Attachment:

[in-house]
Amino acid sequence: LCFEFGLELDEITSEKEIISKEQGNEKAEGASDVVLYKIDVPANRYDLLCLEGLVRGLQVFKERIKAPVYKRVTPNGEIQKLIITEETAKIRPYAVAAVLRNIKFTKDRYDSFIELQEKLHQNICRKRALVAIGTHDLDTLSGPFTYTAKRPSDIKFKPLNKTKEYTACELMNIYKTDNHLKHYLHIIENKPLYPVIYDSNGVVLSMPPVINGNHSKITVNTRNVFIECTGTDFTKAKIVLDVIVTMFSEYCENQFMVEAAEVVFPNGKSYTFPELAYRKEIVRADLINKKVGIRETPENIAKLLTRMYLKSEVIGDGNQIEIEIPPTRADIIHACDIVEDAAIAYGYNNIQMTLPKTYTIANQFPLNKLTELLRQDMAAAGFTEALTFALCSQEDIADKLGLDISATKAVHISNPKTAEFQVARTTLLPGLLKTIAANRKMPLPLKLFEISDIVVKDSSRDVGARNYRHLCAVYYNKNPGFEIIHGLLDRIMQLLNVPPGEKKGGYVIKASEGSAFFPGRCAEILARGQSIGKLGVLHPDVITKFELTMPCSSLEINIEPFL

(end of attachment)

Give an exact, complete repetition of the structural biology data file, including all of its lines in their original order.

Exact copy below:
[in-house]
Amino acid sequence: LCFEFGLELDEITSEKEIISKEQGNEKAEGASDVVLYKIDVPANRYDLLCLEGLVRGLQVFKERIKAPVYKRVTPNGEIQKLIITEETAKIRPYAVAAVLRNIKFTKDRYDSFIELQEKLHQNICRKRALVAIGTHDLDTLSGPFTYTAKRPSDIKFKPLNKTKEYTACELMNIYKTDNHLKHYLHIIENKPLYPVIYDSNGVVLSMPPVINGNHSKITVNTRNVFIECTGTDFTKAKIVLDVIVTMFSEYCENQFMVEAAEVVFPNGKSYTFPELAYRKEIVRADLINKKVGIRETPENIAKLLTRMYLKSEVIGDGNQIEIEIPPTRADIIHACDIVEDAAIAYGYNNIQMTLPKTYTIANQFPLNKLTELLRQDMAAAGFTEALTFALCSQEDIADKLGLDISATKAVHISNPKTAEFQVARTTLLPGLLKTIAANRKMPLPLKLFEISDIVVKDSSRDVGARNYRHLCAVYYNKNPGFEIIHGLLDRIMQLLNVPPGEKKGGYVIKASEGSAFFPGRCAEILARGQSIGKLGVLHPDVITKFELTMPCSSLEINIEPFL